But what about the real situation that we currently face? The US and China are trying to blame each other for the spread of the virus, blame the World Health Organization on its lack of transparency and transform vaccine-making into a race — as the one that creates it first will have greater international leverage. Global coordination is very lacking, every country is fighting the pandemic for themselves without any neutral country trying to make the big powers negotiate and put aside their personal interest for the betterment of humankind.

Another possible scenario in the COVID-19 discussion in an MUN is that the delegates of Southeast Asian countries will be allies, working together as a region to close the big gap of testing capabilities within the region itself. The delegates will probably create a solution in which ASEAN as the regional body will coordinate the creation of mass public testing in the region, funded by a public-private and ASEAN partnership, with experts from Singapore, to first mitigate the cases in the areas where the people are most vulnerable to be infected without showing any symptoms.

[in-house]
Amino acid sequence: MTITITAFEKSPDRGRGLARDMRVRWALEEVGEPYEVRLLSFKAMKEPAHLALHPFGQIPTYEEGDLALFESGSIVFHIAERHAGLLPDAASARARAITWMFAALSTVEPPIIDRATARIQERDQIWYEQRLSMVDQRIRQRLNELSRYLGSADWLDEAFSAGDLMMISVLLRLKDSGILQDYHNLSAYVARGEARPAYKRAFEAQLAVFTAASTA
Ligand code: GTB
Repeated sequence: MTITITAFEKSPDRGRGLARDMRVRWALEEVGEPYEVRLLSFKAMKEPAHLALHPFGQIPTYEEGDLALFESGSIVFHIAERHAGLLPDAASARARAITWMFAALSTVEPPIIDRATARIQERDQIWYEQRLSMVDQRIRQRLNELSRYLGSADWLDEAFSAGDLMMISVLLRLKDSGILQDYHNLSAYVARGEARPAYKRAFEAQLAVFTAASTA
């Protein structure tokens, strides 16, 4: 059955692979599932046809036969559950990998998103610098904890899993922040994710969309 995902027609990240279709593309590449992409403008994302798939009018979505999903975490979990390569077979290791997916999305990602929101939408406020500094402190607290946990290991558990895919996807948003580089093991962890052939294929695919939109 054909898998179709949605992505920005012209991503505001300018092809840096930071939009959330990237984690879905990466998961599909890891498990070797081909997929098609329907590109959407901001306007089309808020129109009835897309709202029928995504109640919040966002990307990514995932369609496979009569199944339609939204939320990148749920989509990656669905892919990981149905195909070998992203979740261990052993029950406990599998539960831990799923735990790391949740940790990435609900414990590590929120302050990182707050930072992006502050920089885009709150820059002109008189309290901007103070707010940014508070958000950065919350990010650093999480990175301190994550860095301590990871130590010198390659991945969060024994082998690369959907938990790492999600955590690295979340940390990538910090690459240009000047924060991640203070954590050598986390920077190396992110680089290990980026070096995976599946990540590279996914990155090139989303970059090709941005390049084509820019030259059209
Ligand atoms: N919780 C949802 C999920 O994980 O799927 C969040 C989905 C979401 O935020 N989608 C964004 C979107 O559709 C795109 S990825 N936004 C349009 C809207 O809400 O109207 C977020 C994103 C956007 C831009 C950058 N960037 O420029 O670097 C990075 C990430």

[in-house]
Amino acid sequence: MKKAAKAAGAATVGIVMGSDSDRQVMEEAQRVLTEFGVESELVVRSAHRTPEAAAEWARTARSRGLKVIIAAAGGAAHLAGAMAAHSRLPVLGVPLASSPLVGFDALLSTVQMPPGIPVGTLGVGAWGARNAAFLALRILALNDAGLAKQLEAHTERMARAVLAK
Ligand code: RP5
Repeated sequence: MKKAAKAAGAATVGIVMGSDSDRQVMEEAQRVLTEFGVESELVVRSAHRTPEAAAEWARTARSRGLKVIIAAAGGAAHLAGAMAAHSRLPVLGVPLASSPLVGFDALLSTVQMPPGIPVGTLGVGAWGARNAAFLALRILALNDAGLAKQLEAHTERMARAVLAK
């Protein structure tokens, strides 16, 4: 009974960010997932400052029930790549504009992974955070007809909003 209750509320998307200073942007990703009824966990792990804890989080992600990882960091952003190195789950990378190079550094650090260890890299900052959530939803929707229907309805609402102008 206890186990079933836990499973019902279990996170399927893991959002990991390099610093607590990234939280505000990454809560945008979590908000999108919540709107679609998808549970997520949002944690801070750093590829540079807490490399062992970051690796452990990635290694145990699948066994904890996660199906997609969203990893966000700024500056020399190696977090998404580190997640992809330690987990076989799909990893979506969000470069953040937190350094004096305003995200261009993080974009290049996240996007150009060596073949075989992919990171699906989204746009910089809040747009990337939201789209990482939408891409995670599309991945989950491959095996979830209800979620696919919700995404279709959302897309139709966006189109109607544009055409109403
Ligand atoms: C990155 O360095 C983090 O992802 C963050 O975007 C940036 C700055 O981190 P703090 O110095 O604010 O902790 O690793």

Ironically, those are the very ideas that we do not have in the real world — they are only the ideas of children who aspire to be diplomats or those who still believe that global cooperation will solve global problems. Spoiler alert: there’s no to little global cooperation in solving this crisis to begin with.

A Model UN conference shows the positive side of the UN. It shows the optimistic side of our current global diplomacy, where rich countries will willingly spend some of their money to help a poor country by giving a transfer of technology, while at the same time, the organization will conduct a cooperation mechanism to start a grassroots movement with local NGOs.